This last thing leads me to a comment I must make to you since you are obviously passionate and very knowledgeable about this (Jona said you'd be the one to reply if no others do): Robert, as I wrote, this was my first attempt. This was also my third CSS (I've been doing this web stuff as a side thing since June 2004 and I went through a brief table and font tag phase as well of course). So you do not have to apologize for being blunt. I asked for this and don't want to hear lies or get misinformation. I am a big boy (old fart to some). I will, however, be candid with you. I was a bit disappointed that you didn't offer me any encouragement. As I wrote, most don't even care. Whereas I did, and will continue to (though I'm on the fence right now). But I made an honest attempt here, hours upon hours of work and study, and I tried to use integrity. I do not want to display an icon I don't earn as that's a joke. And when I get some time to get back to this site (to re-do the index, it is the worst violator I'd guess -- you didn't say) I will attempt to correct all that is wrong with it if doable, or remove the claim. I'm being candid here: What you wrote is great stuff and I am most appreciative, but as a human being with emotions, as good or as bad as that may be, I feel discouragement right now as you didn't offer anything remotely lifting. Sorry to whine.

    Of course you don't have to comment on this at all, but if you could answer my question about CSS Zen Garden and barking up trees, that would be great. Moreover, if you can provide a few links to styled sites which which do honestly make it, so I may learn through seeing working example, that would be extremely helpful.

    Thank you.

  4. #4
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    Zen Garden is a complete Joke regarding the "web accessibility cause", it has inadvertently damaged it, anyway they are using the robot Bobby Validator ratings.

    It may be a five-star for interesting CSS-P but that's about all, there are very few of those design layouts that could be considered accessible unless the CSS was completely disabled.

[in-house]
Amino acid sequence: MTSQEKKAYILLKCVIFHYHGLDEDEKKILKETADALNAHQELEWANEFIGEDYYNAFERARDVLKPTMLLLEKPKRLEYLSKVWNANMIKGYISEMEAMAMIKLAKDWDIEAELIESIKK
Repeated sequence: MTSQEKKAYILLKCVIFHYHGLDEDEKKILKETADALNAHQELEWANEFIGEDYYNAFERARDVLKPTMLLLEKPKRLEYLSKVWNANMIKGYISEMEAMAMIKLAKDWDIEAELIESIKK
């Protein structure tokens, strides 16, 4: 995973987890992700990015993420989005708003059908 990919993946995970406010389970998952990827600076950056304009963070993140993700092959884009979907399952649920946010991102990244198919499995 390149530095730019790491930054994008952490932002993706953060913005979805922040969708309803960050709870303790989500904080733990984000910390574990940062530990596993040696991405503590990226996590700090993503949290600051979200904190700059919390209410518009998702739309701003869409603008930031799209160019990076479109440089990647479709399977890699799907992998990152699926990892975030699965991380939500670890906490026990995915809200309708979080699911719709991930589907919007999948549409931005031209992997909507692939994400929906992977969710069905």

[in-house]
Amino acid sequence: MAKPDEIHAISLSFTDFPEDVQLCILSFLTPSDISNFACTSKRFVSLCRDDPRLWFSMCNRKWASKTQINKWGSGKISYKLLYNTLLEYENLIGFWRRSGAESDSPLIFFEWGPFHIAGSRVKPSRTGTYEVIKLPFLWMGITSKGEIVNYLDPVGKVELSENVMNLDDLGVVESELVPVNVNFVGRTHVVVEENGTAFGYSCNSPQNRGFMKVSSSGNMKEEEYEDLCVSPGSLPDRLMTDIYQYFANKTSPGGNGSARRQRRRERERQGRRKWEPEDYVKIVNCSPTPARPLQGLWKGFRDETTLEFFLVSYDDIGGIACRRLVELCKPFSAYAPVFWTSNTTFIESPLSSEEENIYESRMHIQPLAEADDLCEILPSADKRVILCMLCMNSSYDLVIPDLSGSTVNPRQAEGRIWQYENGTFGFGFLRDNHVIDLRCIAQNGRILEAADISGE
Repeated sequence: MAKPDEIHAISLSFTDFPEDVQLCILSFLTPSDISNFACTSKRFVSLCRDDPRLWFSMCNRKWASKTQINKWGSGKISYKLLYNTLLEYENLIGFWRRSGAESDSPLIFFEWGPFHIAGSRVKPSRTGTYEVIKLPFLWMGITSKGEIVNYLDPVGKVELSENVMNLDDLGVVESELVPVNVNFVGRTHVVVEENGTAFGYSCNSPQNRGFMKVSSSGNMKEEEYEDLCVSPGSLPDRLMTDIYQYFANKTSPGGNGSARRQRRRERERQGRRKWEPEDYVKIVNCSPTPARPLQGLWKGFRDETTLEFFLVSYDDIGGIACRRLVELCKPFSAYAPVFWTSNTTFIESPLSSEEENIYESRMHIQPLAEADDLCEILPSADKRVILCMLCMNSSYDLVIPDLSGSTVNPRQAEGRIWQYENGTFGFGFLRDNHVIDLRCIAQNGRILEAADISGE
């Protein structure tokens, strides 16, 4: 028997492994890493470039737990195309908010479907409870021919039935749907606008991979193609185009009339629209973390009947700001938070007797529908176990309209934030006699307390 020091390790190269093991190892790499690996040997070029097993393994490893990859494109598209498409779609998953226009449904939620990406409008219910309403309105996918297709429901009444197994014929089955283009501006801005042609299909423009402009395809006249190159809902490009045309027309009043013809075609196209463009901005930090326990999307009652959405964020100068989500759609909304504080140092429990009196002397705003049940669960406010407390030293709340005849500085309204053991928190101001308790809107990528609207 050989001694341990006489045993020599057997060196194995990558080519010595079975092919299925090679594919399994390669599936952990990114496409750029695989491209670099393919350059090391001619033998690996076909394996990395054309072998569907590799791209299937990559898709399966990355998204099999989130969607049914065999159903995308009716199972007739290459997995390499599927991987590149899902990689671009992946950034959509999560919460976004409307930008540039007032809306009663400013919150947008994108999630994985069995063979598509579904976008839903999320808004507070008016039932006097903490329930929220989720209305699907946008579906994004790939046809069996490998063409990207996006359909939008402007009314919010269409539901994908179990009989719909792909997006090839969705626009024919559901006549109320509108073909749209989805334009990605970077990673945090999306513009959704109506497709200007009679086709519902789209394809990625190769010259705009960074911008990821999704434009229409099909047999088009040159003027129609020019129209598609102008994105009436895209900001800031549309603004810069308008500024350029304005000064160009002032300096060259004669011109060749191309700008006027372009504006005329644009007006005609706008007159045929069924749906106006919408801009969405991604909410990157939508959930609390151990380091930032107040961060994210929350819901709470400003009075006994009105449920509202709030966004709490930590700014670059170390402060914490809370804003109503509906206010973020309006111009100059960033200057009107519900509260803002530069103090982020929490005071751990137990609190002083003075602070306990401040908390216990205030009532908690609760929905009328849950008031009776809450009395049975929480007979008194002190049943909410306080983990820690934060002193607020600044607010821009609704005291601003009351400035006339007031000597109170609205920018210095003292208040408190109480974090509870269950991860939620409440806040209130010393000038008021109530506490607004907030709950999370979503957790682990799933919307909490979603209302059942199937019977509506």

That kind of defeats the object it should be a last resort to have to disable the CSS or have the user override it. Remember many users may not be too bright or familiar with the browser interface and know how to disable CSS and in most cases why should they so they can read the contents?


    Yes, the Checkpoints are complex but if just read like a checklist it is very easy to get the "false sense of security" many sites could tick those boxes purely from the checklist and believe they are passing with flying colours (as you have found out from the previous comments of your many friends).

    Don't worry, I probably didn't sound encouraging because I see a lot of 'professional' people slap on AAA that think they are AAA. Also many will dispute that they are even after they ask for constructive criticism and have it clearly pointed out were they fall short of AA.

    You have to take it for granted I encourage people to embrace web accessibility. As for WCAG AAA sites I'd be hard pressed to find many out there, or know of the more genuine ones.

    A reasonable attempt at AA would be: http://www.autisticcuckoo.net/about/...essibility.php
    Last edited by Robert Wellock; 01-24-2005 at 06:31 AM.

  5. #5
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    Thank you for your reply, Robert, and the link as well. I will study that site. I then need to get to my site and make some serious changes (removing the misleading icons to begin with).

    That's real a letdown about the Zen Garden but I completely expected the answer you gave. In the process of studying that site for guidance and inspiration, when conducting accessibility checks on my own site, I started coming up with unanswerable questions about that theirs and their rating. Things were amiss, they didn't make sense, and I was pretty sure at that point that it wasn't a leigtimate claim. That's a huge dissapointment. For one thing they have very publicly positioned themslves as ones who give guidance and inspiration as they did for me (which in my eyes obligates them to the straight and narrow). For another, simply out of respect and consideration for those who need these accessibilites features, this isn't something which should be taken lightly and/or trivialized.

    Thanks, again, for your reply. I have some work to do.

  6. #6
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    Well, basically they were aiming at Bobby A rating and testing against the original markup though the marketing language they used kind of confuses most people.

    Many of the designs are good though they tend to fall down in certain small areas which could have been easily prevented – even the example sample CSS didn't offer a generic font-family – simple alterations would hardly have altered the design creativity.

  7. #7
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    They didn't? I didn't pick up on that. If one tries to validate a CSS without generic styles if won't even pass I didn't think, or it will but the validator will instruct you to finish the job.